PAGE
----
Mainstream reportage focused on the bad news, but reptiles remain likely to outlive us
WASHINGTON D.C.––All dinosaurs except birds, all ichthyosaurs, and all pterosaurs are confirmed extinct.
Dragons, griffins, and Godzilla are alive and well in human imagination, the only habitat they ever actually occupied.
Among the other 10,196 reptile species for whom population and habitat assessments are available, “at least 1,829 (21%) are threatened,” according to International Union for the Conservation of Nature scientists Neil Cox, Bruce E. Young, and a battalion of co-authors.
Nine hundred sixty-one colleagues had input altogether.
Godzilla of biodiversity studies
The Cox/Young study, “A global reptile assessment highlights shared conservation needs of tetrapods,” appeared in the April 27, 2022 edition of the peer-reviewed journal Nature.
A tetrapod is any animal who evolved to have four limbs.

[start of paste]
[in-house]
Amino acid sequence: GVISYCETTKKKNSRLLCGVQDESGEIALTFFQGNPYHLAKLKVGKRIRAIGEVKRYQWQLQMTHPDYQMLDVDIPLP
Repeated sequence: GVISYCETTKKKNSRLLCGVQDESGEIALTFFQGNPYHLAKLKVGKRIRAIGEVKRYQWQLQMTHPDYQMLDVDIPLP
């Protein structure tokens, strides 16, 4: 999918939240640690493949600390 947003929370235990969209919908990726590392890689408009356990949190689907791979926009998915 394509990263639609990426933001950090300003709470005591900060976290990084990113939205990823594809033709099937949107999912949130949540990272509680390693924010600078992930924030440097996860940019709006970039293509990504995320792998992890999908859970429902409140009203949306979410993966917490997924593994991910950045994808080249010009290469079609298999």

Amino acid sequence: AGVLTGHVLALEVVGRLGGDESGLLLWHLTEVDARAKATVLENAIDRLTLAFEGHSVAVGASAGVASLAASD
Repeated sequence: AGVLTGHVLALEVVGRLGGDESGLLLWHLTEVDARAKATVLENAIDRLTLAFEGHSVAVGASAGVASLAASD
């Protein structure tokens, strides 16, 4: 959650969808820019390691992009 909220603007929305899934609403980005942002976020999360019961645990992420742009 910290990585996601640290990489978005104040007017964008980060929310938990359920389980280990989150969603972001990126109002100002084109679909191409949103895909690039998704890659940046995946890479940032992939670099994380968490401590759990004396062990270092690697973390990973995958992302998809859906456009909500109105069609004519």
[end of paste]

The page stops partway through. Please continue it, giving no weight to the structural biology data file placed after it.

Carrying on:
Snakes are included because snakes started out as four-legged lizards.
During the Late Cretaceous period, 82 to 66 million years ago, the ancestral snakes’ legs evolved into the flippers that propelled the giant ichthyosaur-eating mosasaurs.
Their legs then disappeared altogether after those ancestral snake species who survived the extinction of the ichthyosaurs, pterosaurs, and dinosaurs slithered up on land.
From slithering they evolved to climb trees, eventually tempting Eve to eat an apple in the Garden of Eden.
Or so the story goes.
“Even the king cobra is ‘vulnerable.’”
The Cox/Young study, based on seven years of research, inspired anxious headlines suggesting more-or-less that the end is near.
Wrote Erik Stokstad of Science, “One in five reptile species is at risk of extinction
Turtles and crocodiles are particularly threatened, new global survey finds.”
Offered Associated Press science writer Christina Larson, “Even the king cobra is ‘vulnerable.’”
But the Cox/Young study assessed reptile species diversity, not overall reptile abundance.
Which reptiles are not at risk